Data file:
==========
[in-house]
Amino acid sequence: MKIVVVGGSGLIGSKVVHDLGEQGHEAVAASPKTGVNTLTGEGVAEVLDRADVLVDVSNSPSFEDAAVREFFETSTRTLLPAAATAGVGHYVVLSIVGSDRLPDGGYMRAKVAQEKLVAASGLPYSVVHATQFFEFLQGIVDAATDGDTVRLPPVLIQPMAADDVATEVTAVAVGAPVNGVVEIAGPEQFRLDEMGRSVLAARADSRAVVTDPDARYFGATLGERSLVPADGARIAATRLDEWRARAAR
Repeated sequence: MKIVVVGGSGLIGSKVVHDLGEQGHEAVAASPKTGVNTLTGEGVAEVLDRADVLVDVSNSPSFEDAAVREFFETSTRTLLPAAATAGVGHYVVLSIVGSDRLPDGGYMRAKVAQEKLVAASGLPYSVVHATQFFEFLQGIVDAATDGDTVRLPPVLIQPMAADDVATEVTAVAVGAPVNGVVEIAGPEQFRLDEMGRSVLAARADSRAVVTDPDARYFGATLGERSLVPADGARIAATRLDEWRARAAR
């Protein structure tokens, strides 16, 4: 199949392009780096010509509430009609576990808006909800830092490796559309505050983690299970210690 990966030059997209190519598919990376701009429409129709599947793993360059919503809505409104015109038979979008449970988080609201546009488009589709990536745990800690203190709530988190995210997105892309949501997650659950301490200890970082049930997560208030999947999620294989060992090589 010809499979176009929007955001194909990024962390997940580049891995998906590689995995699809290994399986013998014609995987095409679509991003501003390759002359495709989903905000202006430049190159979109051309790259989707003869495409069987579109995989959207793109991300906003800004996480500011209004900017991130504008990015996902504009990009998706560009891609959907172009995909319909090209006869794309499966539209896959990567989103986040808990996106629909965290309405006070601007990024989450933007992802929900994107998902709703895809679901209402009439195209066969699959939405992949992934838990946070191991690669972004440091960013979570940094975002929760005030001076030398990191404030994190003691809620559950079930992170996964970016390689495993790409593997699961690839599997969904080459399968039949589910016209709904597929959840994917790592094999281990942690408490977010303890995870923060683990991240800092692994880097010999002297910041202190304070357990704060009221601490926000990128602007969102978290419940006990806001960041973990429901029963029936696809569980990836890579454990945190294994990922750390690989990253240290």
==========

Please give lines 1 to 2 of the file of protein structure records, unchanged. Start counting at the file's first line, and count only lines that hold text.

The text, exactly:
[in-house]
Amino acid sequence: MKIVVVGGSGLIGSKVVHDLGEQGHEAVAASPKTGVNTLTGEGVAEVLDRADVLVDVSNSPSFEDAAVREFFETSTRTLLPAAATAGVGHYVVLSIVGSDRLPDGGYMRAKVAQEKLVAASGLPYSVVHATQFFEFLQGIVDAATDGDTVRLPPVLIQPMAADDVATEVTAVAVGAPVNGVVEIAGPEQFRLDEMGRSVLAARADSRAVVTDPDARYFGATLGERSLVPADGARIAATRLDEWRARAAR